There’s so much HTML and CSS can do on their own for presentation. Take for instance, the mobile nav icon and slide-out navigation. The “Hamburger” nav design pattern.
There is a lot of writing on the usability side of things. For development, though, we see things happening the same way over and over again.
Practical CSS Grid 50% off!
Whether you're new to CSS Grid or have played with it, finding practical examples of this new layout mechanism is the best way to learn it's power. Sign up below to learn more about my Practical CSS Grid course and get 50% off when it comes out!Sign Up Now
The original “stated” element
As it turns out, we have states in HTML that are accessible by CSS.
<input type="checkbox"> has a checked and unchecked state. This functionality has been in the browser since HTML 2.
We need to structure our HTML to make the best use of out CSS.
First, it’s imporant for our label to have a “for” attribute. This will allow it to function in place of the checkbox itself later. Also notice in this example, our
<ul> for our navigation is a sibling to our #nav-toggle checkbox. We’re going to use this relationship to select it in CSS.
Reading the State in CSS
Now that we’ve got a stated element on the page, we need to read that in CSS.
Here’s the simplest CSS example to use the state:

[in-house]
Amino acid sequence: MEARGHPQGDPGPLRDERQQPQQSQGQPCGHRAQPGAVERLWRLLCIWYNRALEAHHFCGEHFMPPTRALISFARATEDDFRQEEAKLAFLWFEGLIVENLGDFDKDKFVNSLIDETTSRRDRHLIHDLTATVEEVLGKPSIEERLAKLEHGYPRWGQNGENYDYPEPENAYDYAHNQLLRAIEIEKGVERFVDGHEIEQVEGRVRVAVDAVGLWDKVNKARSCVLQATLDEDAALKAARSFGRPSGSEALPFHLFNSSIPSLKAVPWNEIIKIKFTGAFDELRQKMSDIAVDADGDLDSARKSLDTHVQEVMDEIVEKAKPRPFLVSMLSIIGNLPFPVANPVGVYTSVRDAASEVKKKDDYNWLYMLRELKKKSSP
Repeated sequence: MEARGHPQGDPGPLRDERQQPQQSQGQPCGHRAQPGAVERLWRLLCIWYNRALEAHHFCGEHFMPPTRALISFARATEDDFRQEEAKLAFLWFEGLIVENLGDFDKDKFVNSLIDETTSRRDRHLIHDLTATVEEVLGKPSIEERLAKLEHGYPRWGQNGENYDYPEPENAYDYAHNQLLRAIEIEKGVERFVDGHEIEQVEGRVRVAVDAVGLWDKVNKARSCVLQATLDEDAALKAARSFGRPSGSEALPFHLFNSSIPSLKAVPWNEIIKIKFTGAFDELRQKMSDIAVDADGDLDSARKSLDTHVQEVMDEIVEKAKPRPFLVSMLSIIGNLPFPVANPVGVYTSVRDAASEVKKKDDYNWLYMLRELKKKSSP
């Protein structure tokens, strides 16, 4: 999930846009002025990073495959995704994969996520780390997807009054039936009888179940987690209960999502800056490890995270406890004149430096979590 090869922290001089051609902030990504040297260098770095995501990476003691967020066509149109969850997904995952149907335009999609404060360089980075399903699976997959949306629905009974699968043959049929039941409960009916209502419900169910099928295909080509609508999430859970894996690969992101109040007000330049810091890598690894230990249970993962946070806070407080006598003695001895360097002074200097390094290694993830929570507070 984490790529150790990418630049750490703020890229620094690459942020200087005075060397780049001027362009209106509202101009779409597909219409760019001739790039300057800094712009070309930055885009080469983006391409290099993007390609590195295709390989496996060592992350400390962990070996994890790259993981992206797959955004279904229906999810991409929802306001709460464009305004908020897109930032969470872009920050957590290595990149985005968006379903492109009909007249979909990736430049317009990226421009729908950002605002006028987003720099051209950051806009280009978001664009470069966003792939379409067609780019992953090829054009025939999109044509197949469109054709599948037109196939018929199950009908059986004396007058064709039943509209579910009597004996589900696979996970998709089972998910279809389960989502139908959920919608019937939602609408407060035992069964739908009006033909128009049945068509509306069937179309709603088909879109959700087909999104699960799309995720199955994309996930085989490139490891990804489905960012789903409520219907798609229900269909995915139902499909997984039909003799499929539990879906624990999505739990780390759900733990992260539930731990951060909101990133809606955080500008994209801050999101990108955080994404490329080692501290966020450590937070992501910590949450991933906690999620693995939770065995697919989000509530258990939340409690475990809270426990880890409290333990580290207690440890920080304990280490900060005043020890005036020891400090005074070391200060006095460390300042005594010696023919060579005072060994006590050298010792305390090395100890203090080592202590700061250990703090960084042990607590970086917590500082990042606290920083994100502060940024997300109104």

We start with our initial state. In the case of a mobile nav it shouldn’t be shown. So .nav-list is display: none. When we select .nav-list, we want to couple it to its stateful element. In this case, we’ll use the CSS sibling selector ~.
To check the state of #nav-toggle, we’ll use the :checked pseudo class.
Now, we have state built into our CSS for our navigation. All we have left is to style elements to look like we expect a mobile navigation to look.
This is where the “for” attribute on the label comes in handy. I’ve never seen a mobile navigation button with a checkbox. So first, we’ll hide the checkbox and do our main styling on the label. This work is usually done on an anchor tag.
This is where preference you can deviate. Make it the mobile nav style you like best. You will need to change the
<label>’s display property from “inline” to “block.” Past that, I put my money on the word “Menu” and not a hamburger Icon, with a simple border style.
While a show/hide navigation would work, “off-canvas” navigation is still in vogue. So, we’ll take our actual navigation and move it to the right out of the visible viewport.
I’m not great with animation, but I know animation is key to a good user interface. Instead of having the off-canvas nav magically show up on page, we’ll have it slide in.
To do this, we’ll use CSS transform’s translateX function and a nice bouncy transition. For consistency, you’ll want to use the same movement and transition on the label AND .nav-list.